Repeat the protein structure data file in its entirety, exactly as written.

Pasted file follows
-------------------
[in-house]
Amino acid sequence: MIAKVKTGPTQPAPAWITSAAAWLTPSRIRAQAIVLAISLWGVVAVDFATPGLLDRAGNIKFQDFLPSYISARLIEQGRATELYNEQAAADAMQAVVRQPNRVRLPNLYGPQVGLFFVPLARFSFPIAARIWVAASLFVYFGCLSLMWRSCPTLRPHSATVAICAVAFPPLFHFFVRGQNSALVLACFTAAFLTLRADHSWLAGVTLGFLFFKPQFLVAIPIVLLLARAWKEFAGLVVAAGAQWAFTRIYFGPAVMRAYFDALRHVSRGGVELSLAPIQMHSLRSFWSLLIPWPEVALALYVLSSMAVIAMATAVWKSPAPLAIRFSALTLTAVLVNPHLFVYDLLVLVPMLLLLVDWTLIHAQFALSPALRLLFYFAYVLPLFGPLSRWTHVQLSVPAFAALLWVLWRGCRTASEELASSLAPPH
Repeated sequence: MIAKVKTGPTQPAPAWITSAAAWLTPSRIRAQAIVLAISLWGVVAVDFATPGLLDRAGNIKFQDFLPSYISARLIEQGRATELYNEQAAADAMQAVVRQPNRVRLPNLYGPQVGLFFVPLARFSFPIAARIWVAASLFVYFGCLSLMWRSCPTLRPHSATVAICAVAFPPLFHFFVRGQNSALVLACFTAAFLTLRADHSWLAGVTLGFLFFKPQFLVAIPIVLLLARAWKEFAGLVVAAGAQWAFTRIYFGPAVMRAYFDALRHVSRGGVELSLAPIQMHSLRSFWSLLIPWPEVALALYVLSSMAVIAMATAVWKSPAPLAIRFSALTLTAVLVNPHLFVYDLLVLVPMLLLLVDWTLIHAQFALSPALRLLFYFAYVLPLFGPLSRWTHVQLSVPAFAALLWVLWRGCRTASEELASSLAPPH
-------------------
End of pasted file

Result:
[in-house]
Amino acid sequence: MIAKVKTGPTQPAPAWITSAAAWLTPSRIRAQAIVLAISLWGVVAVDFATPGLLDRAGNIKFQDFLPSYISARLIEQGRATELYNEQAAADAMQAVVRQPNRVRLPNLYGPQVGLFFVPLARFSFPIAARIWVAASLFVYFGCLSLMWRSCPTLRPHSATVAICAVAFPPLFHFFVRGQNSALVLACFTAAFLTLRADHSWLAGVTLGFLFFKPQFLVAIPIVLLLARAWKEFAGLVVAAGAQWAFTRIYFGPAVMRAYFDALRHVSRGGVELSLAPIQMHSLRSFWSLLIPWPEVALALYVLSSMAVIAMATAVWKSPAPLAIRFSALTLTAVLVNPHLFVYDLLVLVPMLLLLVDWTLIHAQFALSPALRLLFYFAYVLPLFGPLSRWTHVQLSVPAFAALLWVLWRGCRTASEELASSLAPPH
Repeated sequence: MIAKVKTGPTQPAPAWITSAAAWLTPSRIRAQAIVLAISLWGVVAVDFATPGLLDRAGNIKFQDFLPSYISARLIEQGRATELYNEQAAADAMQAVVRQPNRVRLPNLYGPQVGLFFVPLARFSFPIAARIWVAASLFVYFGCLSLMWRSCPTLRPHSATVAICAVAFPPLFHFFVRGQNSALVLACFTAAFLTLRADHSWLAGVTLGFLFFKPQFLVAIPIVLLLARAWKEFAGLVVAAGAQWAFTRIYFGPAVMRAYFDALRHVSRGGVELSLAPIQMHSLRSFWSLLIPWPEVALALYVLSSMAVIAMATAVWKSPAPLAIRFSALTLTAVLVNPHLFVYDLLVLVPMLLLLVDWTLIHAQFALSPALRLLFYFAYVLPLFGPLSRWTHVQLSVPAFAALLWVLWRGCRTASEELASSLAPPH